Historically, these are the known and understandable responses to pandemics. It happened in the times of the plague, the cholera, etc. In the past, this was often accompanied by the search for a scapegoat. You not only shield yourself from the other, but the other is also blamedE.g. the Jews in Europe were seen as the cause of the plague. What impact will this pandemic have on contacts between the various groups in the Netherlands? The tendency to blame others also became visible in this pandemic. The virus very quickly became a “Chinese virus”. 

During the second wave, more than 50% of the corona patients in the ICU in Amsterdam hospitals appeared to have a migrant background, and have little or no understanding of the Dutch language. PVV leader Geert Wilders immediately commented on Twitter: ‘So treatments and operations of Henk and Ingrid with cancer, heart failure or other diseases are being postponed again because the ICUs are mainly occupied by Mohammed and Fatima who do not speak our language and do not care about the rules?’ 

It appears that even now a pandemic can easily increase the contradictions, the mistrust between population groups. It is striking that this can also affect the church. Perhaps even more than on our immigrant fellow countrymen, the churches have come into the picture as hotspotsApparently, they are people who do not obey the rules and do not partake in the social debate in the usual way. On the other hand, there are attempts by denominations and consultative bodies to prevent precisely this reaction. Which then creates the same processes of condemnation and exclusion within churches! Churches, church members who are good and those who don’t care about anything and just let things happen.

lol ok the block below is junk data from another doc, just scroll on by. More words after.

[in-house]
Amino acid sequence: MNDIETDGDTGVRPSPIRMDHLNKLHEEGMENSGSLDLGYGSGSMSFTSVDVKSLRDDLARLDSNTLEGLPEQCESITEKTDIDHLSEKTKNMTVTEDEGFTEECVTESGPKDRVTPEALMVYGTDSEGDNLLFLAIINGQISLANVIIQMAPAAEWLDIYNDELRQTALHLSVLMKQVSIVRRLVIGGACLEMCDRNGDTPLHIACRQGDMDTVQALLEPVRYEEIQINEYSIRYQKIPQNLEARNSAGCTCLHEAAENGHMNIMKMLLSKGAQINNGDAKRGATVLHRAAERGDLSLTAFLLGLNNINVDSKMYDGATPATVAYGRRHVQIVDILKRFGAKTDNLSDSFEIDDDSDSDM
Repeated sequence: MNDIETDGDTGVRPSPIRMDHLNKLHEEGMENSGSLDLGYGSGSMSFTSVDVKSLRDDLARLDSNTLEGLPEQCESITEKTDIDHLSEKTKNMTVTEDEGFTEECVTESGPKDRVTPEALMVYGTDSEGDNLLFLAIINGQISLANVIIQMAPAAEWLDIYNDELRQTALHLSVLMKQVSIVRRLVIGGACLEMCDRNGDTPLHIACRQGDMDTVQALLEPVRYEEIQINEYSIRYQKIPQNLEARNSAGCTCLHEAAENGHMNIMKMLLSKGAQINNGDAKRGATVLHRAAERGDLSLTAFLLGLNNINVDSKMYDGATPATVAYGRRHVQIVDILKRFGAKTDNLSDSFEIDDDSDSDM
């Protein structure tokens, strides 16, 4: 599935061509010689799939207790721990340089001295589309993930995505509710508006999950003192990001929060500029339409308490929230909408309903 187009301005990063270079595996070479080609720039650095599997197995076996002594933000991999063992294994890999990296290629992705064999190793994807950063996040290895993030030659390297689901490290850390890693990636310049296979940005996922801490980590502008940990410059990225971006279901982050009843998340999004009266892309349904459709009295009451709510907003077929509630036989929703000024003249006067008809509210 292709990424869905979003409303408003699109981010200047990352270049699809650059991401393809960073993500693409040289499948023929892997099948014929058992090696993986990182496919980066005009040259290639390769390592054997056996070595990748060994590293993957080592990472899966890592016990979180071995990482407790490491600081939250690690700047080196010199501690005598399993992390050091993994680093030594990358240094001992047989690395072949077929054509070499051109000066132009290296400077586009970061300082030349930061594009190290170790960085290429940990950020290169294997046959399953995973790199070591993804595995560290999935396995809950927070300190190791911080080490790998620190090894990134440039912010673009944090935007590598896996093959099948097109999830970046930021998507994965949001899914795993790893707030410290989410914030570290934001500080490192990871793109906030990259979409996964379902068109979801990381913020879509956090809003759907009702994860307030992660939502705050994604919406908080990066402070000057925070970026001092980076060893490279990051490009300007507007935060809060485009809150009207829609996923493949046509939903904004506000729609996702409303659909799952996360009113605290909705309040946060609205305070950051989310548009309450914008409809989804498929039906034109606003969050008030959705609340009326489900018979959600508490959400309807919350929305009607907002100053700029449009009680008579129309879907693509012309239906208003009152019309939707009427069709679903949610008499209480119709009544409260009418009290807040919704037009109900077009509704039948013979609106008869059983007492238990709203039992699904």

The language of exclusion, dividing people into us and them, blaming the other, is a many-headed monster. It turns against every possible minority. It changes direction, but retains its character. At the beginning of our era, Christians were seen as those who were guilty of child sacrifice and drinking blood. Now it can be used by “Christians” against liberal politicians. 

Corona crosses all boundaries, but our response doesn’t! It seems that establishing old and new borders is the only answer we can come up with. Doesn’t the pandemic challenge us to reconsider our relationships? It may start with the language we use when we talk about the other. Language matters. It also requires to keep in contact. No matter how complicated that at the moment may beAlso with the migrant Dutch citizen, the Muslim neighbour. We must be aware of behaviour and language that divides, not establishing new boundaries but breaking them down. Perhaps more relevant than ever, now that we realize more than before that we can easily become the victims and not only be perpetrators. 

 

Rev. J.P. (Jan) Ouwehand 

Jan Ouwehand has been active in missionary work and social aid for several years. He is a minister in the protestant Church of the Netherlands (PKN) en after serving the church of Wilnis, he worked as the CEO of the Reformed Mission League, a Missions organisation in the Protestant Church. Since november 2020 he serves as a fulltime minister of the Church of Ilpendam en Watergang, near Amsterdam. Jan has been a member of the board of the ‘The Church in the Context of Islam’ Foundation and has actively contributed to the development of the Chair’s current research project: Inclusion versus exclusion, searching for Biblical inspiration.  

Tasting the aroma – by Martijn Leeftink